we deduce that (4p + 2)H4plifts to E5 in the MPT for Bo(16p  11). Then, since*
* all
kinvariants for gBSp(16p  11) which are relevant for HP 4pmap injectively to *
*those
of Bo(16p  11), we infer that HP 4plifts to E5 of the MPT for BgSp(16p  11). *
*We
follow this into E5 of the MPT for gBSp(16p  9). Since this MPT has no kinvar*
*iants
in dimension 16p + 4 in filtration less than 5, the map HP 4p! E5(16p  9) exte*
*nds
over HP 4p+1, establishing Proposition 2.3.
3. Proof of Theorem 1.2
Proof of Theorem 1.2.Let n = 2` with ff(`) = 3. We must show that the map
f C
CP 2`!BU !BSO which classifies the stable normal bundle (2` + 1)H2`factors
IMMERSIONS OF COMPLEX PROJECTIVE SPACE 9
through BSO(4`  4). The fiber in P4`4! BSO(4`  4) ! BSO has an ASS chart
that looks like the first four dimensions of Diagram 2.2, except that if ` is e*
*ven, 2 times
the bottom class in what appears in that chart as dimension 16p  4 equals the *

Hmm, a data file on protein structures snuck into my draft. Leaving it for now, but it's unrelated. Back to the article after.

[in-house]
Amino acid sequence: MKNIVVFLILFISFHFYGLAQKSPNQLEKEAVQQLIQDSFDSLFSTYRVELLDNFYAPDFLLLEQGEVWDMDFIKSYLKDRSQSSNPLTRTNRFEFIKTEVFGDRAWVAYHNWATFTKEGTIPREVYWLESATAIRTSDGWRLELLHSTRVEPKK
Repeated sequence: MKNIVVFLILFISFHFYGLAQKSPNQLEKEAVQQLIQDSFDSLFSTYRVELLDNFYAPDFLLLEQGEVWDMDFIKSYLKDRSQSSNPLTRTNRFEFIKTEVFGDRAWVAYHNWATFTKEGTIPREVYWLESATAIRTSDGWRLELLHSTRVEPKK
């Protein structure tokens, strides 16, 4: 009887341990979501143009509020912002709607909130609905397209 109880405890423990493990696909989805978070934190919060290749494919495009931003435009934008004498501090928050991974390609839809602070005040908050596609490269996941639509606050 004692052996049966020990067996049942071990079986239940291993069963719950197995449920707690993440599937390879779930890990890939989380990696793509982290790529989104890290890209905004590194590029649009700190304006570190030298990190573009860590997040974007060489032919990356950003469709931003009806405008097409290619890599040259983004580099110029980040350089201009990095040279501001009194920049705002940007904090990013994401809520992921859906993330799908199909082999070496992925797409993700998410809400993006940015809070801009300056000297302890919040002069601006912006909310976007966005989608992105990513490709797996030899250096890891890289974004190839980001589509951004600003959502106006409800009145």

*sum
of the two dots in the box above it. We will show that the map lifts to level 3*
* in the
MPT for this fibration, and that the level3 kinvariant is in primary indeterm*
*inacy,
which implies that the lifting exists. The reason that we did not notice this r*
*esult
in [6] is apparently that we were hesitant to consider liftings to BSO(m) when *
*m is
divisible by 4 and the bundle is an odd multiple of the complex Hopf bundle. (S*
*ee
Tables 1.8 and 1.9 of [6].)
We let gBU(m) denote the classifying space for stably almost complex vector b*
*undles
of real geometric dimension m; i.e., it is the pullback of BU and BO(m) over BO.
As in [6], we use spaces gBU(m) ! Bom! Bumover BU with fibers through dimension
2m2 given by Pm ! Pm ^bo ! Pm ^bu. We need the following charts of homotopy
groups.
Diagram 3.1. Some homotopy groups
ss4`+x( P4`5^ bo) ss4`+x( P4`3^ bo)
r

r r r
 
r r ! r r
 
______________rr __________rr
4 0 2 0
# #
ss4`+x( P4`5^ bu) ss4`+x( P4`3^ bu)
r

r r ! r
  
______________rrr __________rr
4 0 2 0
i j
We also need the easy fact that, for ffl = 0, 1, 2, ( (2`+1)2`ffl) = 3, 2, 2*
*, respectively. We
use [6, 1.7b],iwhichjstates that, if p is odd, then pHCnlifts toiBomifjand only*
* if for all
i n, ( pi) (ss2i( Pm ^ bu)), and, for all even i n, ( pi) (ss2i( Pm*
* ^ bo)).
This implies that our map f : CP 2`! BU lifts to Bo4`3, and fCP 2`1lifts to *
*Bo4`5.
Thus f lifts to level 3 in the MPT for Bo4`5. By [10, Tables 8.4,8.12], for **